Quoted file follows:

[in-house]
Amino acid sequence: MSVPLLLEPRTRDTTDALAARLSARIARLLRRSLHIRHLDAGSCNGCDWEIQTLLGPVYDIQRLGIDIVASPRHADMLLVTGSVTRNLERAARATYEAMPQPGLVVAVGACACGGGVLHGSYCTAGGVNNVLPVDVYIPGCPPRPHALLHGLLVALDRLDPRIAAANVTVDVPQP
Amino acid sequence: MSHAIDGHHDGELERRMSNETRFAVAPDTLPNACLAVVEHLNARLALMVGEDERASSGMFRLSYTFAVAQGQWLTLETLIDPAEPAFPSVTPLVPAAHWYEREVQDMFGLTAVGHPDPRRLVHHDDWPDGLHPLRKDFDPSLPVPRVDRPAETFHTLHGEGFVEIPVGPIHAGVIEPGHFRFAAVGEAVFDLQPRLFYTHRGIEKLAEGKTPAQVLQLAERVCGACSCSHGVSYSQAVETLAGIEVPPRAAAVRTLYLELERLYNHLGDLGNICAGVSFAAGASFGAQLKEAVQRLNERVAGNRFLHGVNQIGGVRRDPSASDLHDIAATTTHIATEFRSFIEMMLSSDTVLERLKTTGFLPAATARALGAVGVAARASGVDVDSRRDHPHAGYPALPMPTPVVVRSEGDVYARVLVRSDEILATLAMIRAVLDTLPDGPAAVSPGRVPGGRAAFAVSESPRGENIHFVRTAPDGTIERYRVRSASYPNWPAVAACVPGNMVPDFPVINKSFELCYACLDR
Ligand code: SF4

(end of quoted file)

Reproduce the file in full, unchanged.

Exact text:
[in-house]
Amino acid sequence: MSVPLLLEPRTRDTTDALAARLSARIARLLRRSLHIRHLDAGSCNGCDWEIQTLLGPVYDIQRLGIDIVASPRHADMLLVTGSVTRNLERAARATYEAMPQPGLVVAVGACACGGGVLHGSYCTAGGVNNVLPVDVYIPGCPPRPHALLHGLLVALDRLDPRIAAANVTVDVPQP
Amino acid sequence: MSHAIDGHHDGELERRMSNETRFAVAPDTLPNACLAVVEHLNARLALMVGEDERASSGMFRLSYTFAVAQGQWLTLETLIDPAEPAFPSVTPLVPAAHWYEREVQDMFGLTAVGHPDPRRLVHHDDWPDGLHPLRKDFDPSLPVPRVDRPAETFHTLHGEGFVEIPVGPIHAGVIEPGHFRFAAVGEAVFDLQPRLFYTHRGIEKLAEGKTPAQVLQLAERVCGACSCSHGVSYSQAVETLAGIEVPPRAAAVRTLYLELERLYNHLGDLGNICAGVSFAAGASFGAQLKEAVQRLNERVAGNRFLHGVNQIGGVRRDPSASDLHDIAATTTHIATEFRSFIEMMLSSDTVLERLKTTGFLPAATARALGAVGVAARASGVDVDSRRDHPHAGYPALPMPTPVVVRSEGDVYARVLVRSDEILATLAMIRAVLDTLPDGPAAVSPGRVPGGRAAFAVSESPRGENIHFVRTAPDGTIERYRVRSASYPNWPAVAACVPGNMVPDFPVINKSFELCYACLDR
Ligand code: SF4